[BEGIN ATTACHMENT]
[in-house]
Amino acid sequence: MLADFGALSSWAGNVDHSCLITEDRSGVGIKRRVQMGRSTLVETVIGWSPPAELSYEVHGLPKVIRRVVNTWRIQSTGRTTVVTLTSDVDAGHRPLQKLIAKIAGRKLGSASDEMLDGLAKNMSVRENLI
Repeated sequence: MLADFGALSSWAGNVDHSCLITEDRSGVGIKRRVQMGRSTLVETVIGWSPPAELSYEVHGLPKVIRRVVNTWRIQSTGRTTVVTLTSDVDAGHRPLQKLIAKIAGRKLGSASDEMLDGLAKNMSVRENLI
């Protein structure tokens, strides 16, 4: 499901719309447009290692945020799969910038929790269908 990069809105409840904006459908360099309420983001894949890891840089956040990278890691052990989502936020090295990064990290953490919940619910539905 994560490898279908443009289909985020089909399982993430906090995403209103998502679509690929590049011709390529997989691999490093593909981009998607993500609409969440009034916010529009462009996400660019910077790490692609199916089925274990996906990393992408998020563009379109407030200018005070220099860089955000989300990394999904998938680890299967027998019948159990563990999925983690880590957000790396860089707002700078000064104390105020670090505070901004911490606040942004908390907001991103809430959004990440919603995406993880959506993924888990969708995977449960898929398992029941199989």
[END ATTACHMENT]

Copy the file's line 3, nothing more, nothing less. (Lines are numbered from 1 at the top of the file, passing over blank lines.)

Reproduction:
Repeated sequence: MLADFGALSSWAGNVDHSCLITEDRSGVGIKRRVQMGRSTLVETVIGWSPPAELSYEVHGLPKVIRRVVNTWRIQSTGRTTVVTLTSDVDAGHRPLQKLIAKIAGRKLGSASDEMLDGLAKNMSVRENLI